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Talking Tactics: FC Cincinnati’s defensive woes vs. Revs

In our regular installment of Talking Tactics, Brad Gough discusses FC Cincinnati’s individual defending and defending in between the lines.

There are many things that are “wrong” with this FC Cincinnati team. The MLS basement dwellers are not without talent, yet it is tied for last in goals scored and dead last in goals against. It would be impossible to outline every problem facing interim coach Yoann Damet and the Orange and Blue. Against the New England Revolution on Sunday, I put the defensive concerns in two major categories: between the lines and individual defending.

Defending Between the Lines

Defending between the lines means not allowing the opponent to receive the ball in front of one of your “lines” of defense, and behind another, with space to turn and operate. An example would be in a 4-2-3-1, allowing an opponent to receive the ball in front of the line of “2,” but beyond the line of “3.”

The number of times FCC struggles to defend these spaces is astounding. In Sunday’s match, FCC defended in a 4-4-2, meaning the space between the lines was in front of the back 4 and behind the midfield, or in front of the midfield and behind the front two. Players like Wilfried Zahibo and Diego Fagundez had a field day receiving the ball just in front of Caleb Stanko and Leonardo Bertone but well beyond Frankie Amaya and Fanendo Adi. Similarly, Carles Gil and Gustavo Bou made a living out of receiving the ball in front of Nick Hagglund and Kendall Waston but just beyond Stanko and Bertone.

This allowed them to break down the defense and create numerous scoring opportunities like the one:

Zahibo took up the space just behind Adi and Amaya as the Revolution moved the ball from right to left. At this point, he was already in dangerous space between the lines. Bou checked from behind the midfield to this same space to receive a pass, pulling Bertone wide with him. Bou fed Zahibo, who had loads of space to dribble forward and find a defense-splitting pass in behind Alvas Powell.

The way to solve this problem is to compress the space between the lines by tracking runners as the ball moves. In this instance, Adi was pressing the ball, and it moved from right to left, causing Amaya to move to press. Adi could have immediately dropped in behind Amaya, effectively shrinking the space between the forward and midfield lines and screening Zahibo. Alternatively, Bertone could have moved forward to press Zahibo. Similarly, as Bou checked off of the back line into the midfield, a defender needed to follow him or communicate to a midfielder to drop in, effectively shrinking the space between the back and midfield lines.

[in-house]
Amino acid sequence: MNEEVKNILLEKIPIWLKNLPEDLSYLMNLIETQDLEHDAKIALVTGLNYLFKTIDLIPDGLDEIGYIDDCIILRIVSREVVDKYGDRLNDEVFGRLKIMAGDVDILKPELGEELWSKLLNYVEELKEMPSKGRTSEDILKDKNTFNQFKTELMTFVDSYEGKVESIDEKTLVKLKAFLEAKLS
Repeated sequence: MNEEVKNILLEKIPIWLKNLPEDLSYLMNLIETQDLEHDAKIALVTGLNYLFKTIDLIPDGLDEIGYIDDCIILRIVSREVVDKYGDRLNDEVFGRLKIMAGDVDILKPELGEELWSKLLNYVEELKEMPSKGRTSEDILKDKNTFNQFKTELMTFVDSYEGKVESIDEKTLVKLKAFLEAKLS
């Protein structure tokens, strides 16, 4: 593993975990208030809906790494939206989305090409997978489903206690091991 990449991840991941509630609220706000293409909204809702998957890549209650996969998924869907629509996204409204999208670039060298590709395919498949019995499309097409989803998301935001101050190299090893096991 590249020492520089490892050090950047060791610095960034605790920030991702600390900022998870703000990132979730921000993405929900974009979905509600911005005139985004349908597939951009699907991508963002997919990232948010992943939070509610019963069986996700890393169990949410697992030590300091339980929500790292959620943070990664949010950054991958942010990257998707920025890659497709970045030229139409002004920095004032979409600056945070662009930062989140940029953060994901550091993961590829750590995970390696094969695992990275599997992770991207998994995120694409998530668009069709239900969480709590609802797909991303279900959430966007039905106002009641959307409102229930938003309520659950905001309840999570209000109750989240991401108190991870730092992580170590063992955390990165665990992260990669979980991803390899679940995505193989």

In doing this, defenders need not be touch tight but simply need to be close enough to the runner that if they were to get the ball, the defender can move to close down space before he can turn.

FCC failed at this principle time and time again:

Here, as the ball pulled from the left sideline toward the center, Zahibo and Fagundez took up positions between the lines. Fagundez was easily found and had tons of space to turn and find Bou, operating between the center and outside backs. Once again during the initial build-up, Stanko should have been accounting for Zahibo, leaving either Allan Cruz or Adi to account for Fagundez. Cruz was pulled back on Gil (though this could possibly have been left to Waston), and thus Adi needed to drop.

Individual Defending

It seems like the FC Cincinnati players lose a lot of their individual defending battles, getting beat too easily. Statistically speaking the Revolution were successful on 6 out of 18 of their take-ons. This doesn’t seem terrible until you isolate take-ons in the defensive third, in which case the numbers change to success on 4 of 7. This number only accounts for taking a player off the dribble and doesn’t even count the number of times defenders are beat with simple passes. Specifically, the FCC outside backs routinely get torched by opponents.

Alvas Powell:

and Mathieu Deplagne:

In both of these cases, each of the FCC outside backs was taken to task off the dribble without being able to so much as get a finger on the opponent.

Without finding a way to simply play better defense, the fix here is to always provide cover to the outside backs. That means that the FCC center backs would have to work to get across the field to get closer to the outside back, or as in the diagram above when both center backs have players that they are marking, one of the midfielders would need to drop into the space behind the outside back as a make-shift third center back.

Then, there’s the matter of getting beat with simple passes. Again, Powell:

And Deplagne:

In each case, the Revolution attackers didn’t do anything special. They just ran in behind our outside backs while their teammates played the ball over the top.

Neither of these problems is the whole issue, and neither is limited to just the players listed above. However, both of these issues are fixable with simple tactical adjustments and a bit of hard work on the part of the players on the field. Until then, the FCC faithful are going to keep seeing goals scored against their team, and the addition of one center back is not going to solve the problem.

@fccincytactalk (Brad Gough) for @CincySoccerTalk

Brad Gough is the former head coach of the Cincinnati Lady Saints and Cincinnati Christian University.

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